m  n  GENO  ECOS  SCS  Gurobi  Mosek  

2000  6000  time  4.8  689.7  70.4  187.3  24.9 
fval  0.01306327  0.01306327  0.07116707  0.01306330  0.01306343  
6000  3000  time  0.3  3751.3  275.5  492.9  58.4 
fval  0.03999098  0.03999098  0.04000209  0.03999100  0.03999114 
4.6 Symmetric Nonnegative Matrix Factorization
Nonnegative matrix factorization (NMF) and its many variants are standard methods for recommender systems adomavicius2005 and topic modeling blei2003 ; hofmann1999 . It is known as symmetric NMF, when both factor matrices are required to be identical. Symmetric NMF is used for clustering problems kuang2015 and known to be equivalent to means kernel clustering ding2005 . Given a target matrix , symmetric NMF is given as the following optimization problem
where is a positive factor matrix of rank . Note, the problem cannot be modeled and solved by CVXPY since it is nonconvex. It has been addressed recently in ZhuLLL18 by two new methods. Both methods are symmetric variants of the alternating nonnegative least squares (ANLS) kim2008 and the hierarchical ALS (HALS) cichocki2009 algorithms.
We compared GENO to both methods. For the comparison we used the code and same experimental setup as in ZhuLLL18 . Random positivesemidefinite target matrices of different sizes were computed from random matrices with absolute value Gaussian entries. As can be seen in Figure 4, GENO outperforms both methods (SymANLS and SymHALS) by a large margin.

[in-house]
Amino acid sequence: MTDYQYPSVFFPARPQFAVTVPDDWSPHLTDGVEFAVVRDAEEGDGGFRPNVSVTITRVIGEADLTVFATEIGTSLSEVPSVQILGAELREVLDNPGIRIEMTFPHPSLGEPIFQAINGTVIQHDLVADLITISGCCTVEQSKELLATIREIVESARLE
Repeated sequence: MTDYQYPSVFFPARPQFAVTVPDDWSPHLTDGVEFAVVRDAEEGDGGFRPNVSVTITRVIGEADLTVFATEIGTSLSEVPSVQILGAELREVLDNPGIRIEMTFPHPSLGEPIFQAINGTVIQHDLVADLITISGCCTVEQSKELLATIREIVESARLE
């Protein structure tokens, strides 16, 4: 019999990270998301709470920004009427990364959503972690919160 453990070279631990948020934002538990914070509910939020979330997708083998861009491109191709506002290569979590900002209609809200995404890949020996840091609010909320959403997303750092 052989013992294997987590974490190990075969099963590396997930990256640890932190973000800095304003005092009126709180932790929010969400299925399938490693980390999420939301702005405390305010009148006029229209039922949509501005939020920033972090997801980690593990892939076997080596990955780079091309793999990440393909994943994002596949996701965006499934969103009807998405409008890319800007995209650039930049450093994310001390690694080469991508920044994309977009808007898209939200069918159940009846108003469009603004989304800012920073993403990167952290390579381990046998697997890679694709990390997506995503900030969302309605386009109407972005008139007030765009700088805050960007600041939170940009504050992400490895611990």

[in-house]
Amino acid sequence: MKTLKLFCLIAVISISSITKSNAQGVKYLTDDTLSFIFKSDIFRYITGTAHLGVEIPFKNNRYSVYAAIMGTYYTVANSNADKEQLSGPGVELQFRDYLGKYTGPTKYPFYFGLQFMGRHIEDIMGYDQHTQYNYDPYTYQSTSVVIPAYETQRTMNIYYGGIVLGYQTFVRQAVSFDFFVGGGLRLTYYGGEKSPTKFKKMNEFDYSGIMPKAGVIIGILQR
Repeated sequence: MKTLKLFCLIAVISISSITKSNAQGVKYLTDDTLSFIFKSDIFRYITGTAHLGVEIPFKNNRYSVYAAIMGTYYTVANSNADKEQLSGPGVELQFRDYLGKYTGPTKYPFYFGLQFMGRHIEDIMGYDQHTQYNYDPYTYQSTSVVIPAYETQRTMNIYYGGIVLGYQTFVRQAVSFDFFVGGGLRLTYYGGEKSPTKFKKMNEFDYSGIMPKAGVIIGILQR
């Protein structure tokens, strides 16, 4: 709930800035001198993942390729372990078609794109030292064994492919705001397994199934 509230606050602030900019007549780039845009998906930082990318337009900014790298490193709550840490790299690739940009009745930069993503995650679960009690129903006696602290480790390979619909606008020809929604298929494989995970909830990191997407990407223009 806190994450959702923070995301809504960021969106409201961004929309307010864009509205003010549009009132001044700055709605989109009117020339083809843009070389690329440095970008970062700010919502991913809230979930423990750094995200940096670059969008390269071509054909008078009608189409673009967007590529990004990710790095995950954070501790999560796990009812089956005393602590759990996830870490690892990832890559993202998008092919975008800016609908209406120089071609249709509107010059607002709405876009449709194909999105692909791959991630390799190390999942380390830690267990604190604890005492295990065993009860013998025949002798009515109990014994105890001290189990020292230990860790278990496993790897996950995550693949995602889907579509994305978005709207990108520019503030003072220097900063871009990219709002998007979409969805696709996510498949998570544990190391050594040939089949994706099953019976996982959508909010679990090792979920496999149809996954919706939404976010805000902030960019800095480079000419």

4.7 Nonlinear Least Squares
GENO makes use of a quasiNewton solver which approximates the Hessian by the weighted sum of the identity matrix and a positive semidefinite, lowrank matrix. One could assume that this does not work well in case that the true Hessian is indefinite, i.e., in the nonconvex case. Hence, we also conducted some experiments on nonconvex problems. We followed the same setup and ran the same experiments as in
LiuLWYY18 and compared to stateoftheart solvers that were specifically designed to cope with nonconvex problems. Especially, we considered the nonlinear least squares problem, i.e., we seek to minimize the function , where is a data matrix, is a binary label vector, andis the sigmoid function. Figure
5 shows the convergence speed for the data set w1a and a1a. The stateoftheart specialized solvers that were introduced in LiuLWYY18 are SAdaNCG, which is a stochastic adaptive negative curvature and gradient algorithm, and AdaNCDSCSG, an adaptive negative curvature descent algorithm that uses SCSG lei2017 as a subroutine. The experiments show that GENO outperforms both algorithms by a large margin. In fact, on the data set a1a, both algorithms would not converge to the optimal solution with standard parameter settings. Again, this problem cannot be modeled and solved by CVXPY.4.8 Compressed Sensing